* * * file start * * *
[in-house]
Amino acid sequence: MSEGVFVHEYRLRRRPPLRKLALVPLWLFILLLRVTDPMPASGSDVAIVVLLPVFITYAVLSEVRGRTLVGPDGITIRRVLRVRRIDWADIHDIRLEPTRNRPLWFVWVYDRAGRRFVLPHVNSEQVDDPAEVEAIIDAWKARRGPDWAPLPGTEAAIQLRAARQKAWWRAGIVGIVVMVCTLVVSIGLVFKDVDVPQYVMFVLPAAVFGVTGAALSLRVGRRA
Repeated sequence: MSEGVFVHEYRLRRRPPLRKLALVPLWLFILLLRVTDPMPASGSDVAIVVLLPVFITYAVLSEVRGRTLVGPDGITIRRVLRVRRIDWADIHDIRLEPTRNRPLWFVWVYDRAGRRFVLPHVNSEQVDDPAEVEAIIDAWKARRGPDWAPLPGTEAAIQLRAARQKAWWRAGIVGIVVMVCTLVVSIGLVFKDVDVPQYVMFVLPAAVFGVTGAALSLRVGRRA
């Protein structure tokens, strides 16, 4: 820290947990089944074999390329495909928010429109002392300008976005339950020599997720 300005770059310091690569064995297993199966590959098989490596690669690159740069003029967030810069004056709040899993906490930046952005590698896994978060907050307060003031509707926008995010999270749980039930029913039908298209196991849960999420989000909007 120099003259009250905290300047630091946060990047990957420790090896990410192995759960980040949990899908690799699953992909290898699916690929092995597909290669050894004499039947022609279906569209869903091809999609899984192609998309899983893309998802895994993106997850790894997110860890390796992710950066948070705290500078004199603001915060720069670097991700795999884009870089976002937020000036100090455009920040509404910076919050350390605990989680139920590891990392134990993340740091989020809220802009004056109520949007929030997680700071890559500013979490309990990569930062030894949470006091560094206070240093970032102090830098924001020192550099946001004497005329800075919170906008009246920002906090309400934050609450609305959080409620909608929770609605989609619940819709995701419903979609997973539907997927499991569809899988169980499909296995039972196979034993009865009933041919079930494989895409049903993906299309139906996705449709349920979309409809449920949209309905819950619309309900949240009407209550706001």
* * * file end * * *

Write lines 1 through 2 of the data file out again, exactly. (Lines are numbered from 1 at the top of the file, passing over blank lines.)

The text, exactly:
[in-house]
Amino acid sequence: MSEGVFVHEYRLRRRPPLRKLALVPLWLFILLLRVTDPMPASGSDVAIVVLLPVFITYAVLSEVRGRTLVGPDGITIRRVLRVRRIDWADIHDIRLEPTRNRPLWFVWVYDRAGRRFVLPHVNSEQVDDPAEVEAIIDAWKARRGPDWAPLPGTEAAIQLRAARQKAWWRAGIVGIVVMVCTLVVSIGLVFKDVDVPQYVMFVLPAAVFGVTGAALSLRVGRRA